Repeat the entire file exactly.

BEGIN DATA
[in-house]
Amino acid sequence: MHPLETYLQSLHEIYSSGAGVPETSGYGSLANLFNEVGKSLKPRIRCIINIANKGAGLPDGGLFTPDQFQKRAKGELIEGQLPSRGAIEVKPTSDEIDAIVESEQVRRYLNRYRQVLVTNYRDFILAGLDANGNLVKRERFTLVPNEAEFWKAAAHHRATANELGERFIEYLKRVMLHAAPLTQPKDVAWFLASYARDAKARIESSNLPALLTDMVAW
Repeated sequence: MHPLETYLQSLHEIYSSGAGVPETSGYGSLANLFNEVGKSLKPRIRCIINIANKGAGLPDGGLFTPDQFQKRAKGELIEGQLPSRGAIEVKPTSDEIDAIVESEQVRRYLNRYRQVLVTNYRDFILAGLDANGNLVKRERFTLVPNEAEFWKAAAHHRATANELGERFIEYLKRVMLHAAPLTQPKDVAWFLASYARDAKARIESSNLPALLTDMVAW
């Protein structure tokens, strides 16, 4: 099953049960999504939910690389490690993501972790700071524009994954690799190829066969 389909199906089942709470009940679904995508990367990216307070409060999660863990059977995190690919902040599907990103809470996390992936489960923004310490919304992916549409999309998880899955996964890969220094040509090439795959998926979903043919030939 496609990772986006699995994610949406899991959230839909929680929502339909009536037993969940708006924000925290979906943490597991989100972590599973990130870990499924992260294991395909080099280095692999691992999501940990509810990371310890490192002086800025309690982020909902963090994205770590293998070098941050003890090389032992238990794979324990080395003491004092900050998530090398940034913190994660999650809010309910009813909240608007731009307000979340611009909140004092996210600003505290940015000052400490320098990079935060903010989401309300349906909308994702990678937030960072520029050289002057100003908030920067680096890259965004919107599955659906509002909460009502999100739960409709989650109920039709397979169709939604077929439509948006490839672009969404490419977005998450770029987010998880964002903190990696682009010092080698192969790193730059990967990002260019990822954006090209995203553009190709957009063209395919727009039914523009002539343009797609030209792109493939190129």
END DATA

[in-house]
Amino acid sequence: MHPLETYLQSLHEIYSSGAGVPETSGYGSLANLFNEVGKSLKPRIRCIINIANKGAGLPDGGLFTPDQFQKRAKGELIEGQLPSRGAIEVKPTSDEIDAIVESEQVRRYLNRYRQVLVTNYRDFILAGLDANGNLVKRERFTLVPNEAEFWKAAAHHRATANELGERFIEYLKRVMLHAAPLTQPKDVAWFLASYARDAKARIESSNLPALLTDMVAW
Repeated sequence: MHPLETYLQSLHEIYSSGAGVPETSGYGSLANLFNEVGKSLKPRIRCIINIANKGAGLPDGGLFTPDQFQKRAKGELIEGQLPSRGAIEVKPTSDEIDAIVESEQVRRYLNRYRQVLVTNYRDFILAGLDANGNLVKRERFTLVPNEAEFWKAAAHHRATANELGERFIEYLKRVMLHAAPLTQPKDVAWFLASYARDAKARIESSNLPALLTDMVAW
């Protein structure tokens, strides 16, 4: 099953049960999504939910690389490690993501972790700071524009994954690799190829066969 389909199906089942709470009940679904995508990367990216307070409060999660863990059977995190690919902040599907990103809470996390992936489960923004310490919304992916549409999309998880899955996964890969220094040509090439795959998926979903043919030939 496609990772986006699995994610949406899991959230839909929680929502339909009536037993969940708006924000925290979906943490597991989100972590599973990130870990499924992260294991395909080099280095692999691992999501940990509810990371310890490192002086800025309690982020909902963090994205770590293998070098941050003890090389032992238990794979324990080395003491004092900050998530090398940034913190994660999650809010309910009813909240608007731009307000979340611009909140004092996210600003505290940015000052400490320098990079935060903010989401309300349906909308994702990678937030960072520029050289002057100003908030920067680096890259965004919107599955659906509002909460009502999100739960409709989650109920039709397979169709939604077929439509948006490839672009969404490419977005998450770029987010998880964002903190990696682009010092080698192969790193730059990967990002260019990822954006090209995203553009190709957009063209395919727009039914523009002539343009797609030209792109493939190129």